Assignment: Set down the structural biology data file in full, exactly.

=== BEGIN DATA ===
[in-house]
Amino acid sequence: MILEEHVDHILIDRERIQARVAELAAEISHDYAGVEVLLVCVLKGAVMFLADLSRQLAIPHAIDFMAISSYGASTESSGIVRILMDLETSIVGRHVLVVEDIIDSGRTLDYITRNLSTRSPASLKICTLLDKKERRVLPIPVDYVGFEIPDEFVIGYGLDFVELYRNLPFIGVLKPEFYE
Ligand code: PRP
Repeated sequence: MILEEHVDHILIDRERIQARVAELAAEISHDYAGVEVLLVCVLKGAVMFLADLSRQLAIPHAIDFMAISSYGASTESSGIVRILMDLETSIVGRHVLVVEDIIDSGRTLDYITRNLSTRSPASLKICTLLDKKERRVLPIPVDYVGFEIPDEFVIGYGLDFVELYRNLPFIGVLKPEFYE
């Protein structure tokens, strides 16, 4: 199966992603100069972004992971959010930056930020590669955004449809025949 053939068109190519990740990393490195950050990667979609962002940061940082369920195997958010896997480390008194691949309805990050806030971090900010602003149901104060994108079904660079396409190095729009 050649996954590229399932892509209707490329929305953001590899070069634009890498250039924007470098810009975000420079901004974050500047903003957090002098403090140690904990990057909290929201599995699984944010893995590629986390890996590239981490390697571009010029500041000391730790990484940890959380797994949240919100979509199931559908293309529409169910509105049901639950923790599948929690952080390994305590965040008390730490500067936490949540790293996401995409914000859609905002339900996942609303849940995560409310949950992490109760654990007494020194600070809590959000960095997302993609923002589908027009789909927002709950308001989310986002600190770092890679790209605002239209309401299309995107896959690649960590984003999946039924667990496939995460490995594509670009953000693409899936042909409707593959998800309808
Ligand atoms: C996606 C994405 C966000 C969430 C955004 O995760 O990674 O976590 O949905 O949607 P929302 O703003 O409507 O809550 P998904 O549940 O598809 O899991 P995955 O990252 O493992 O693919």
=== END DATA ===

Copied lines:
[in-house]
Amino acid sequence: MILEEHVDHILIDRERIQARVAELAAEISHDYAGVEVLLVCVLKGAVMFLADLSRQLAIPHAIDFMAISSYGASTESSGIVRILMDLETSIVGRHVLVVEDIIDSGRTLDYITRNLSTRSPASLKICTLLDKKERRVLPIPVDYVGFEIPDEFVIGYGLDFVELYRNLPFIGVLKPEFYE
Ligand code: PRP
Repeated sequence: MILEEHVDHILIDRERIQARVAELAAEISHDYAGVEVLLVCVLKGAVMFLADLSRQLAIPHAIDFMAISSYGASTESSGIVRILMDLETSIVGRHVLVVEDIIDSGRTLDYITRNLSTRSPASLKICTLLDKKERRVLPIPVDYVGFEIPDEFVIGYGLDFVELYRNLPFIGVLKPEFYE
């Protein structure tokens, strides 16, 4: 199966992603100069972004992971959010930056930020590669955004449809025949 053939068109190519990740990393490195950050990667979609962002940061940082369920195997958010896997480390008194691949309805990050806030971090900010602003149901104060994108079904660079396409190095729009 050649996954590229399932892509209707490329929305953001590899070069634009890498250039924007470098810009975000420079901004974050500047903003957090002098403090140690904990990057909290929201599995699984944010893995590629986390890996590239981490390697571009010029500041000391730790990484940890959380797994949240919100979509199931559908293309529409169910509105049901639950923790599948929690952080390994305590965040008390730490500067936490949540790293996401995409914000859609905002339900996942609303849940995560409310949950992490109760654990007494020194600070809590959000960095997302993609923002589908027009789909927002709950308001989310986002600190770092890679790209605002239209309401299309995107896959690649960590984003999946039924667990496939995460490995594509670009953000693409899936042909409707593959998800309808
Ligand atoms: C996606 C994405 C966000 C969430 C955004 O995760 O990674 O976590 O949905 O949607 P929302 O703003 O409507 O809550 P998904 O549940 O598809 O899991 P995955 O990252 O493992 O693919």